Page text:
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What are the current water rates?
View the rates and fees document.

I had a leak repaired. Does the Town offer any credits to the water bill for leaks?
Please contact Utility Billing at (214) 975-0480 to find out if an adjustment is available, and/or what is needed to receive a credit.

Where is my personal water shut-off to my house?
It is usually located near your house in the front flower beds, but you may need to call a professional plumber out to your home to determine the exact location of the shut-off.

What do I do if I think the reading for my water meter is incorrect?
Contact Utility Billing at (214) 975-0480 to have someone come out to test the meter.

Who do I call if I am experiencing low or high water pressure issues in my home?
Contact Public Works at (972) 377-5556 to have someone come out to test the meter.

Where does Little Elm get its water?
The Town of Little Elm's water system is divided into two separate systems, the East System and the West System. The West System consists of a well water that is delivered to residents on the west side of Lake Lewisville. The East System consists of surface water that is purchased from North Texas Municipal Water District (NTMWD) and is delivered to residents east of Lake Lewisville.

Why does my water have an earthy taste and odor during the summer months? Is the water safe to drink?
Each summer, throughout the months of July and August, lakes and other surface water supplies experience a natural event – an "algal bloom." Algal blooms are common to surface water supplies in warm weather climate states like Texas.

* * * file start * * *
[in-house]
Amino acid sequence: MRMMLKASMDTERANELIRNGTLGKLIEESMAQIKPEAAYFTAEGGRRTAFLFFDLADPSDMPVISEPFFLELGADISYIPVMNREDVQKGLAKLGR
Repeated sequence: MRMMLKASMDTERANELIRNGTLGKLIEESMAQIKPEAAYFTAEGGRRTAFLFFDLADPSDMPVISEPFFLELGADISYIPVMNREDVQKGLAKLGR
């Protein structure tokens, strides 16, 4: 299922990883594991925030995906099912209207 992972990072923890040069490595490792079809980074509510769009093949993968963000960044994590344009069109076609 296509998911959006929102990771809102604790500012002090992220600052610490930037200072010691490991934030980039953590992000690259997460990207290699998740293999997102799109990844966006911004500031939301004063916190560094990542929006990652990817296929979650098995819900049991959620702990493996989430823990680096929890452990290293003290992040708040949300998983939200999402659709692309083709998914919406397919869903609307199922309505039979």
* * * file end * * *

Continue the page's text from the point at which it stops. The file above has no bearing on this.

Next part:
The NTMWD utilizes several steps to control the taste and odor produced by the algal blooms. Laboratory personnel, through daily analysis, perform algal counts and can determine the onset of an algal bloom. With the onset of an algal bloom, additional chemicals are added to the treatment process. Potassium permanganate is added as an oxidizing agent in reducing the odor levels. To reduce the unpleasant taste, activated carbon is used as an absorption media. Each of these chemicals is removed during the treatment process prior to delivery of the potable water supply. Chlorine, which is used as the disinfectant in the treatment process, also aids in odor reduction.

Yes. The taste and odor is a palatability issue. No health hazards are created regardless of the taste and odor.

Why is chlorine added to the water?
Chlorine is added to the water as a disinfectant to kill harmful bacteria and viruses. It is the most common method of disinfecting drinking water.

The NTMWD uses "chloramines" for water disinfection, leaving a chloramine residual behind for secondary disinfection of water in the distribution system. Chloramines are formed by combining chlorine and ammonia before injection to the water.